A Side Dish with Health Benefits

Hawthorn Berries in Your Cranberry Sauce Gives Your Holiday Table a Healing, Healthy Side Dish.

What holiday table would be complete without the beautiful red cranberry relish we love to see beside our turkey every Thanksgiving? Try a new recipe this year that will not only add sweetness and color but has some extra added bonuses as well.

Hawthorn berries have been researched as a tonic for the heart and they are traditionally prescribed to treat irregular heartbeat, high blood pressure, high cholesterol, chest pain, hardening of the arteries and heart failure. However, around the holidays, most people are interested in their ability to improve the digestion of fats and meats. They also contain vitamin C and antioxidants.  Add in some hawthorn berries this year and get rewarded with a happy tummy and heart!

Recipe contributed by friend and colleague, Rachel Toomin:

Cranberry Hawthorn Berry Sauce


2 C fresh cranberries           2 T grated orange rind (opt.)

1 C pitted & dried                  1 C sugar/honey/agave             

hawthorn berries                               syrup (or to taste)


Wash cranberries and hawthorn berries separately. Soak hawthorn berries for at least 10 min. (you can put them in a container of water the night before and stash in the refrigerator), strain and discard water. Remove seeds from hawthorn berries.

Place hawthorn berries in a saucepan with sweetener of choice & water. Bring to a boil, simmering for 10 min.

Add cranberries, bring to boil again, and simmer until the cranberry skins burst—about 10 min.

Add orange rind and/or other additions. Allow to cool or refrigerate.  May also be served warm.

Additions: pecans, candied ginger, love, imagination


Experience has shown that you cannot shortcut the process by using already-made cranberry sauce, even if  it is fresh/homemade cranberry sauce.  You have to cook the cranberries with the hawthorn berries, or it tastes awful!



Gratitude Preparation

Merriam-Webster defines Thanksgiving as “the act of giving thanks, a prayer expressing gratitude, and a public acknowledgement or celebration of divine goodness.”

Are you running around preparing for Thursday? Have you locked yourself in your kitchen preparing pies in your flour dusted apron? Making your 20th trip the grocery store? Cleaning the house preparing for guests? Putting in extra hours at work so you can take the day off?
It seems like a lot of preparation for one meal.  I have never hosted the day. I admit I have an inexperienced perspective. However, despite the rumors of too much work and complaints about relatives, it is one of my favorites.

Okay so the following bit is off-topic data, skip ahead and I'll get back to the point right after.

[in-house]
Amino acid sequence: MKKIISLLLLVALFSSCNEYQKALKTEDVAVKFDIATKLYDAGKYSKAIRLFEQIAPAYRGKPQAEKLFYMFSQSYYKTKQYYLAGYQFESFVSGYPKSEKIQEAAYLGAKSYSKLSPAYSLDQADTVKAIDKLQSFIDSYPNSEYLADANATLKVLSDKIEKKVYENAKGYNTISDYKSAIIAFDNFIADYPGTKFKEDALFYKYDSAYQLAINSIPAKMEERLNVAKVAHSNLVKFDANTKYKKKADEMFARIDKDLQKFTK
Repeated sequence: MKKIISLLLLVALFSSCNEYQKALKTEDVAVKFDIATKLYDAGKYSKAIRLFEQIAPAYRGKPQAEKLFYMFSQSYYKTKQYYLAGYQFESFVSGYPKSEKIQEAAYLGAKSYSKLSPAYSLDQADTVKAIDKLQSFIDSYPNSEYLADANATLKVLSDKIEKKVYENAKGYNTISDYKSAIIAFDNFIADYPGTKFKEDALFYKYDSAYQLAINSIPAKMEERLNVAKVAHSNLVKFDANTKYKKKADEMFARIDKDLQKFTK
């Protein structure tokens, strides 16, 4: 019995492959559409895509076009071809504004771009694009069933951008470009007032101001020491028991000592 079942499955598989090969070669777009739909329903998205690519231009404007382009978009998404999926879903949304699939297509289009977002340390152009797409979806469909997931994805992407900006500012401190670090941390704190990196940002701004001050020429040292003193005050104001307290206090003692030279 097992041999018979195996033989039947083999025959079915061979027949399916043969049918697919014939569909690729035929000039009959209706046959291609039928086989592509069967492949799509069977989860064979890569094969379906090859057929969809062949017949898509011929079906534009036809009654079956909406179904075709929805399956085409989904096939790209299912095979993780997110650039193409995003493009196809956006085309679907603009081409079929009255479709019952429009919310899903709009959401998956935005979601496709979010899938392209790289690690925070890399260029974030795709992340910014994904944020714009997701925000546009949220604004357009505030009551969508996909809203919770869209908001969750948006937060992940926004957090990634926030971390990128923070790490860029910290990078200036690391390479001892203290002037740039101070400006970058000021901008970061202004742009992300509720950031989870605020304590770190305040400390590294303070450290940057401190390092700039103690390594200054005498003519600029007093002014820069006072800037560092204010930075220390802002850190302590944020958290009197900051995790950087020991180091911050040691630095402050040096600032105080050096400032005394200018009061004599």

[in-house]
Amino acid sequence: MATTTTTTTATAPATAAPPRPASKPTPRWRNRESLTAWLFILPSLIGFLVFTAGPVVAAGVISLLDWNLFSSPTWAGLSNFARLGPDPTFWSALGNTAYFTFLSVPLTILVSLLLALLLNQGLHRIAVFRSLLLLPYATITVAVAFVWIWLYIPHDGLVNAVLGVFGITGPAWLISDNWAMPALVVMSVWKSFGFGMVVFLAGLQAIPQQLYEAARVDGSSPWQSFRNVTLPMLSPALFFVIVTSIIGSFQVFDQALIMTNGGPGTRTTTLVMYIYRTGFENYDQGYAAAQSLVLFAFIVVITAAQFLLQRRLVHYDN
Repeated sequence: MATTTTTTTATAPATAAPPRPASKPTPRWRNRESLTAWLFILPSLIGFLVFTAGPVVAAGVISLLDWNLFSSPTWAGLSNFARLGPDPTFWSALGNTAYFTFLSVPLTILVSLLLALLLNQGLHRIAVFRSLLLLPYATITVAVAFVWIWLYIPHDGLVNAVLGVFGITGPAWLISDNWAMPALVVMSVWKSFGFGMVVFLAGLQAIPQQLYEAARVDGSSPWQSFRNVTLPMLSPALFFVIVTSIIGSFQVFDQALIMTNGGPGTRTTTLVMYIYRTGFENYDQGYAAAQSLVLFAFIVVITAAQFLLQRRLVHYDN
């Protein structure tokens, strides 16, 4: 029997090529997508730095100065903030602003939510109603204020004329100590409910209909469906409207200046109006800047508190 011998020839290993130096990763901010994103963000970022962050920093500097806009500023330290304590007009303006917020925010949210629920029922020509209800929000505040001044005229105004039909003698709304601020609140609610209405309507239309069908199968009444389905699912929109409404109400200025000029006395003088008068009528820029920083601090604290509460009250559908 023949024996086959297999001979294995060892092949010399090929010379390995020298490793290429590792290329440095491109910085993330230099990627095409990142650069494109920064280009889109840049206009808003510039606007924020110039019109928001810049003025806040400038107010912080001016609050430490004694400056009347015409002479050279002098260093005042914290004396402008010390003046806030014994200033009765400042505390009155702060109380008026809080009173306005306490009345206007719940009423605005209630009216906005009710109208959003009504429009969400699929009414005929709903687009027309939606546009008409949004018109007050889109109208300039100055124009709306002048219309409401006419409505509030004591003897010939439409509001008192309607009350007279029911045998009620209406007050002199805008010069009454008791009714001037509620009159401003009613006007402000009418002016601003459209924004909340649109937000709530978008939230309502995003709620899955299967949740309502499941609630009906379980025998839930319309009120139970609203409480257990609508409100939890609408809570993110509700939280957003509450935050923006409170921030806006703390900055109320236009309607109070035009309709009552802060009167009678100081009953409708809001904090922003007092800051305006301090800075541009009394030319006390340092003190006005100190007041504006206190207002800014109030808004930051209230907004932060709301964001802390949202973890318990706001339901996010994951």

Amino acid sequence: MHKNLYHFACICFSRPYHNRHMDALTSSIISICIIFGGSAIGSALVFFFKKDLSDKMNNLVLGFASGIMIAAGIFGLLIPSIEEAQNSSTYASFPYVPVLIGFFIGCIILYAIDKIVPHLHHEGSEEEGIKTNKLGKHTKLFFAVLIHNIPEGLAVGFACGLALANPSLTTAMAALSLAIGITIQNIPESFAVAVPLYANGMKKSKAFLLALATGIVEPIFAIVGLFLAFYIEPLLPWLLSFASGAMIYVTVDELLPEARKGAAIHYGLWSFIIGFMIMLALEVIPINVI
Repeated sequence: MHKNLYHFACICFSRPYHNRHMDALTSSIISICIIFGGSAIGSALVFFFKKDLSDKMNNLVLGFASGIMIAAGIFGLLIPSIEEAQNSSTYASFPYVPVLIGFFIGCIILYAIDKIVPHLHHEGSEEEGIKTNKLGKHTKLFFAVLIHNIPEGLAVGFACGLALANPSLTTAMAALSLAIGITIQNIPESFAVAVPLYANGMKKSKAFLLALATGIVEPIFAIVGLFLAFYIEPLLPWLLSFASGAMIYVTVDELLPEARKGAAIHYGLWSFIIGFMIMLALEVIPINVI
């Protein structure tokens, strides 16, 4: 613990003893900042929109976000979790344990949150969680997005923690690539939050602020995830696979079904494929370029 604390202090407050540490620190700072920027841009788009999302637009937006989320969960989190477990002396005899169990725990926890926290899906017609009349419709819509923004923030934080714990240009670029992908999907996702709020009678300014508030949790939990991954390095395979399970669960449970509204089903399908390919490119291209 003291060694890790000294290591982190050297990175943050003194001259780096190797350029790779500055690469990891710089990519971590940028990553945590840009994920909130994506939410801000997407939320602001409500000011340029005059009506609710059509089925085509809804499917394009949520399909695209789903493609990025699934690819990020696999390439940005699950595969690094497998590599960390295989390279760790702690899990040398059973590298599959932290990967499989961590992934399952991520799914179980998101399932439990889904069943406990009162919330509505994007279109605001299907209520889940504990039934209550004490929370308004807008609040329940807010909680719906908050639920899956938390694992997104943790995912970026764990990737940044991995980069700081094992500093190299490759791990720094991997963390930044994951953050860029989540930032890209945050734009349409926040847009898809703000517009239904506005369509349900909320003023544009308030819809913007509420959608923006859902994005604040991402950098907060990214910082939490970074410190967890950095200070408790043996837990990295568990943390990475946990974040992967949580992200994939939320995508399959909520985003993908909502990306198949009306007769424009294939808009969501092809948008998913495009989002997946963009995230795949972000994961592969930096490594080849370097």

I think we deserve to find these moments, when we come together with friends and family, enjoyable. How many times a year does this really happen?
Despite all the chaos, we still do it, every year. It must be for a reason. All the chaos must be worth whatever it is we get out of the day. If it isn’t, something needs to change.
What can we do so we have more appreciation for the things that matter and less stress about the things that don’t?
If Thursday came and you gathered with your loved ones and were served peanut butter and jelly sandwiches I am sure there might be the initial disappointment about the lack of turkey and mashed potatoes but you would still be surrounded by people you love. You could still laugh, talk, joke, and hug these wonderful people. You would still have plenty to be thankful for, with or without the stuffing.
I am lucky. I love my family. I love the people I spend Thanksgiving with every year and people usually take the knife, peeler, or spoon away from me if I help too much in the kitchen. However, if the day comes around and you don’t feel lucky and loved. ..Now is the time for new traditions. If you dread the cooking, have it catered or go out to a restaurant. If you don’t like the company you keep, drop the guilt and other excuses, and find some new people.
What better way to celebrate the day than to enjoy it so much that as you collapse at the end of day you are nothing short of thankful.

Normal Days

“Normal day, let me be aware of the treasure you are. Let me learn from you, love you, bless you before you depart. Let me not pass you by in the quest of some rare and perfect tomorrow.” Mary Jean Iron

Walking in the rain, among the fallen leaves, along the rocky beach, I slipped. I almost fell. I jerked my neck and my ankle twisted slightly but I managed to regain balance. I waited for my heart to stop racing and stopped to look around and sighed.

The rocks were slippery and I hadn’t been paying attention. I was surrounded by water, trees, amazing colors, and the sound of waves swooshing as they broke. I had been unaware of anything but the worries scurrying around in my head. I was taking my day for granted. Life has a way of waking us up.

I’m not sure what the world normal really means. However, if the day goes by with no dangerous illness or tragedy reported, we should acknowledge that it was a good one. Usually we don’t appreciate our normal until it leaves us.

I hope you have a wonderfully normal day.